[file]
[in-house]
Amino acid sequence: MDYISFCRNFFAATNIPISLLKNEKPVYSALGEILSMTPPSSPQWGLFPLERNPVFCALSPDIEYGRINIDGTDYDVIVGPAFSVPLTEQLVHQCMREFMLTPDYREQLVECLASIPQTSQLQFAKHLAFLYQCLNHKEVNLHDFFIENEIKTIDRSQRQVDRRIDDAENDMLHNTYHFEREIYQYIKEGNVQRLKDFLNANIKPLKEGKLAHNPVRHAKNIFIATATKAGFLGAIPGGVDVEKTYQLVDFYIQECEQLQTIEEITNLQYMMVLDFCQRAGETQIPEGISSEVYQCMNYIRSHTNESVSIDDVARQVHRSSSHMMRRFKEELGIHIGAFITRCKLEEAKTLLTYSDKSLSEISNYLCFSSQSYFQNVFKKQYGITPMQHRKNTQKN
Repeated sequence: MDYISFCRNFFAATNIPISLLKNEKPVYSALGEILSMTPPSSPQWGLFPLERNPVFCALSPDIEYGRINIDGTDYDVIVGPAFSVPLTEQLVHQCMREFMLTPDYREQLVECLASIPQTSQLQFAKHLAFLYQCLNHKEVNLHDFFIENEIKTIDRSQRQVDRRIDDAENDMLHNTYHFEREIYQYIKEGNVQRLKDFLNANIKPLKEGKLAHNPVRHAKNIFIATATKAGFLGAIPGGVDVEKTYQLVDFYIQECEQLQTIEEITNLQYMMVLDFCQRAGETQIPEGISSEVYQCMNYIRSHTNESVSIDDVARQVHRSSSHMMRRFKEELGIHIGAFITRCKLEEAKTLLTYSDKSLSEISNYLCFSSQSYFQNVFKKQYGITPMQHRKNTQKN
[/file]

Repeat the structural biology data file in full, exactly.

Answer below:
[in-house]
Amino acid sequence: MDYISFCRNFFAATNIPISLLKNEKPVYSALGEILSMTPPSSPQWGLFPLERNPVFCALSPDIEYGRINIDGTDYDVIVGPAFSVPLTEQLVHQCMREFMLTPDYREQLVECLASIPQTSQLQFAKHLAFLYQCLNHKEVNLHDFFIENEIKTIDRSQRQVDRRIDDAENDMLHNTYHFEREIYQYIKEGNVQRLKDFLNANIKPLKEGKLAHNPVRHAKNIFIATATKAGFLGAIPGGVDVEKTYQLVDFYIQECEQLQTIEEITNLQYMMVLDFCQRAGETQIPEGISSEVYQCMNYIRSHTNESVSIDDVARQVHRSSSHMMRRFKEELGIHIGAFITRCKLEEAKTLLTYSDKSLSEISNYLCFSSQSYFQNVFKKQYGITPMQHRKNTQKN
Repeated sequence: MDYISFCRNFFAATNIPISLLKNEKPVYSALGEILSMTPPSSPQWGLFPLERNPVFCALSPDIEYGRINIDGTDYDVIVGPAFSVPLTEQLVHQCMREFMLTPDYREQLVECLASIPQTSQLQFAKHLAFLYQCLNHKEVNLHDFFIENEIKTIDRSQRQVDRRIDDAENDMLHNTYHFEREIYQYIKEGNVQRLKDFLNANIKPLKEGKLAHNPVRHAKNIFIATATKAGFLGAIPGGVDVEKTYQLVDFYIQECEQLQTIEEITNLQYMMVLDFCQRAGETQIPEGISSEVYQCMNYIRSHTNESVSIDDVARQVHRSSSHMMRRFKEELGIHIGAFITRCKLEEAKTLLTYSDKSLSEISNYLCFSSQSYFQNVFKKQYGITPMQHRKNTQKN